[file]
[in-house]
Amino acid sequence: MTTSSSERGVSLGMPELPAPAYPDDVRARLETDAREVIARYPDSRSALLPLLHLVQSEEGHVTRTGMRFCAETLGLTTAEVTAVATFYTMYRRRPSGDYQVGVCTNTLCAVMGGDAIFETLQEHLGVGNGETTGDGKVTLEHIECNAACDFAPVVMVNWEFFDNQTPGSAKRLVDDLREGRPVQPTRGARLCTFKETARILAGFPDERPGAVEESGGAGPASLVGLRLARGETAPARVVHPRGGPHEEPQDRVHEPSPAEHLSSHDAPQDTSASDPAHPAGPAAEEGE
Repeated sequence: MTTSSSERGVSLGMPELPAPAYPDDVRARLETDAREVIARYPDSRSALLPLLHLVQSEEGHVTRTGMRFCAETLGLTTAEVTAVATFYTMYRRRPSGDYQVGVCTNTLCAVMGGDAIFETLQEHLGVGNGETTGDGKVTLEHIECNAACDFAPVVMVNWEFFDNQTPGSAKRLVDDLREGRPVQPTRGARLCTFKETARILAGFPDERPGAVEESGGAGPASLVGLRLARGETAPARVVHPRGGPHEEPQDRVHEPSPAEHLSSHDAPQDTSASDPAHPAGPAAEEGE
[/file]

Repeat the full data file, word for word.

[in-house]
Amino acid sequence: MTTSSSERGVSLGMPELPAPAYPDDVRARLETDAREVIARYPDSRSALLPLLHLVQSEEGHVTRTGMRFCAETLGLTTAEVTAVATFYTMYRRRPSGDYQVGVCTNTLCAVMGGDAIFETLQEHLGVGNGETTGDGKVTLEHIECNAACDFAPVVMVNWEFFDNQTPGSAKRLVDDLREGRPVQPTRGARLCTFKETARILAGFPDERPGAVEESGGAGPASLVGLRLARGETAPARVVHPRGGPHEEPQDRVHEPSPAEHLSSHDAPQDTSASDPAHPAGPAAEEGE
Repeated sequence: MTTSSSERGVSLGMPELPAPAYPDDVRARLETDAREVIARYPDSRSALLPLLHLVQSEEGHVTRTGMRFCAETLGLTTAEVTAVATFYTMYRRRPSGDYQVGVCTNTLCAVMGGDAIFETLQEHLGVGNGETTGDGKVTLEHIECNAACDFAPVVMVNWEFFDNQTPGSAKRLVDDLREGRPVQPTRGARLCTFKETARILAGFPDERPGAVEESGGAGPASLVGLRLARGETAPARVVHPRGGPHEEPQDRVHEPSPAEHLSSHDAPQDTSASDPAHPAGPAAEEGE